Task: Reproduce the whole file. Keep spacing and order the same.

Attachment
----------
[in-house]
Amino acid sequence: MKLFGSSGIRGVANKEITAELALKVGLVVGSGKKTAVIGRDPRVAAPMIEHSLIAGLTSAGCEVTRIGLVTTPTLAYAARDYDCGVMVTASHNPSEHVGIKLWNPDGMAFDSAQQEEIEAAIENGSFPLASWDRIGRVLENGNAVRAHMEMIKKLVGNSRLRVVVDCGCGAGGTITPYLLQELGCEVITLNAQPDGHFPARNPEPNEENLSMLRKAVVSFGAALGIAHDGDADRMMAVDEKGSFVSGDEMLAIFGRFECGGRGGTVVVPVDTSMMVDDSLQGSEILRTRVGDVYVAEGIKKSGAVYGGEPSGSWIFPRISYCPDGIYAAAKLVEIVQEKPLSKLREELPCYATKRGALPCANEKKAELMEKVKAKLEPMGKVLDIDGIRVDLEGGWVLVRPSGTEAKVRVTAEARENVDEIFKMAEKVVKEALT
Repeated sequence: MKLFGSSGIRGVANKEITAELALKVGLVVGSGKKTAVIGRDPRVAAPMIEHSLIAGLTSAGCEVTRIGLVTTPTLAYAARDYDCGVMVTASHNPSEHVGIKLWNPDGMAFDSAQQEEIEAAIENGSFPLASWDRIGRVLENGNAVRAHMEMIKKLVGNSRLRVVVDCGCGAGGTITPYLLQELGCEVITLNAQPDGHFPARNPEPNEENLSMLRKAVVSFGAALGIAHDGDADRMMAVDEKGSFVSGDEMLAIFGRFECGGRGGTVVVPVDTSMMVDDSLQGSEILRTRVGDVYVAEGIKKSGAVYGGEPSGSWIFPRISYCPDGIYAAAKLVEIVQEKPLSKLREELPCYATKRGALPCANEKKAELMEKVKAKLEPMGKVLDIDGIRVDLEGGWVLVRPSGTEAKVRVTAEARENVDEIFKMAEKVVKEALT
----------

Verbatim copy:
[in-house]
Amino acid sequence: MKLFGSSGIRGVANKEITAELALKVGLVVGSGKKTAVIGRDPRVAAPMIEHSLIAGLTSAGCEVTRIGLVTTPTLAYAARDYDCGVMVTASHNPSEHVGIKLWNPDGMAFDSAQQEEIEAAIENGSFPLASWDRIGRVLENGNAVRAHMEMIKKLVGNSRLRVVVDCGCGAGGTITPYLLQELGCEVITLNAQPDGHFPARNPEPNEENLSMLRKAVVSFGAALGIAHDGDADRMMAVDEKGSFVSGDEMLAIFGRFECGGRGGTVVVPVDTSMMVDDSLQGSEILRTRVGDVYVAEGIKKSGAVYGGEPSGSWIFPRISYCPDGIYAAAKLVEIVQEKPLSKLREELPCYATKRGALPCANEKKAELMEKVKAKLEPMGKVLDIDGIRVDLEGGWVLVRPSGTEAKVRVTAEARENVDEIFKMAEKVVKEALT
Repeated sequence: MKLFGSSGIRGVANKEITAELALKVGLVVGSGKKTAVIGRDPRVAAPMIEHSLIAGLTSAGCEVTRIGLVTTPTLAYAARDYDCGVMVTASHNPSEHVGIKLWNPDGMAFDSAQQEEIEAAIENGSFPLASWDRIGRVLENGNAVRAHMEMIKKLVGNSRLRVVVDCGCGAGGTITPYLLQELGCEVITLNAQPDGHFPARNPEPNEENLSMLRKAVVSFGAALGIAHDGDADRMMAVDEKGSFVSGDEMLAIFGRFECGGRGGTVVVPVDTSMMVDDSLQGSEILRTRVGDVYVAEGIKKSGAVYGGEPSGSWIFPRISYCPDGIYAAAKLVEIVQEKPLSKLREELPCYATKRGALPCANEKKAELMEKVKAKLEPMGKVLDIDGIRVDLEGGWVLVRPSGTEAKVRVTAEARENVDEIFKMAEKVVKEALT